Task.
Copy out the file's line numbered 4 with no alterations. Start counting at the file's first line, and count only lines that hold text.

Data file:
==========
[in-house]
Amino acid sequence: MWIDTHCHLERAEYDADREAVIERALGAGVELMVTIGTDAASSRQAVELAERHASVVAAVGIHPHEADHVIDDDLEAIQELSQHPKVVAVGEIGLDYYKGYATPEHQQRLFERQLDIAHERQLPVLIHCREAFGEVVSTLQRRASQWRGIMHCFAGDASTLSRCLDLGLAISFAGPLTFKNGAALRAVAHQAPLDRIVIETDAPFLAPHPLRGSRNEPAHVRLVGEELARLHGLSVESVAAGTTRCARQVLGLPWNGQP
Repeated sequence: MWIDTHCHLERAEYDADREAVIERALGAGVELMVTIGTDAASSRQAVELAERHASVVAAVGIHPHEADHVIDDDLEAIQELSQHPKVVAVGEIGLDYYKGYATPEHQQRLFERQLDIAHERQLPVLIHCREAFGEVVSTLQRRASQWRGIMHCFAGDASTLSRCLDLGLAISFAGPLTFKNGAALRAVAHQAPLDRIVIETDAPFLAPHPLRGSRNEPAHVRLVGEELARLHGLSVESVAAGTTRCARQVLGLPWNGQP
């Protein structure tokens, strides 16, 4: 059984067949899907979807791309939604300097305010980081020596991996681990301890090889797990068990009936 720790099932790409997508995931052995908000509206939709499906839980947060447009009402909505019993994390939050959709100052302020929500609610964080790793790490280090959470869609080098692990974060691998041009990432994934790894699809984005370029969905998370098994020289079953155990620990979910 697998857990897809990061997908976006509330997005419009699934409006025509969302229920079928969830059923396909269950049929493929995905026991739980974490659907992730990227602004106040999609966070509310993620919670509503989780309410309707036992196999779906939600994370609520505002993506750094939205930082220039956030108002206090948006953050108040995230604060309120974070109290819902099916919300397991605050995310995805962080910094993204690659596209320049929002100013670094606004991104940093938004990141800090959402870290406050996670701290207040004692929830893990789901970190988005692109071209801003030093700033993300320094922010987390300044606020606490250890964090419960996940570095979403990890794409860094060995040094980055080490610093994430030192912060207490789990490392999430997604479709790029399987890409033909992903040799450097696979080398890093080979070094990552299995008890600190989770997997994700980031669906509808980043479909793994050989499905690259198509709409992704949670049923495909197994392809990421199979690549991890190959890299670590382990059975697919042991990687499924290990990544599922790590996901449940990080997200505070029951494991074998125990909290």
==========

């Protein structure tokens, strides 16, 4: 059984067949899907979807791309939604300097305010980081020596991996681990301890090889797990068990009936 720790099932790409997508995931052995908000509206939709499906839980947060447009009402909505019993994390939050959709100052302020929500609610964080790793790490280090959470869609080098692990974060691998041009990432994934790894699809984005370029969905998370098994020289079953155990620990979910 697998857990897809990061997908976006509330997005419009699934409006025509969302229920079928969830059923396909269950049929493929995905026991739980974490659907992730990227602004106040999609966070509310993620919670509503989780309410309707036992196999779906939600994370609520505002993506750094939205930082220039956030108002206090948006953050108040995230604060309120974070109290819902099916919300397991605050995310995805962080910094993204690659596209320049929002100013670094606004991104940093938004990141800090959402870290406050996670701290207040004692929830893990789901970190988005692109071209801003030093700033993300320094922010987390300044606020606490250890964090419960996940570095979403990890794409860094060995040094980055080490610093994430030192912060207490789990490392999430997604479709790029399987890409033909992903040799450097696979080398890093080979070094990552299995008890600190989770997997994700980031669906509808980043479909793994050989499905690259198509709409992704949670049923495909197994392809990421199979690549991890190959890299670590382990059975697919042991990687499924290990990544599922790590996901449940990080997200505070029951494991074998125990909290």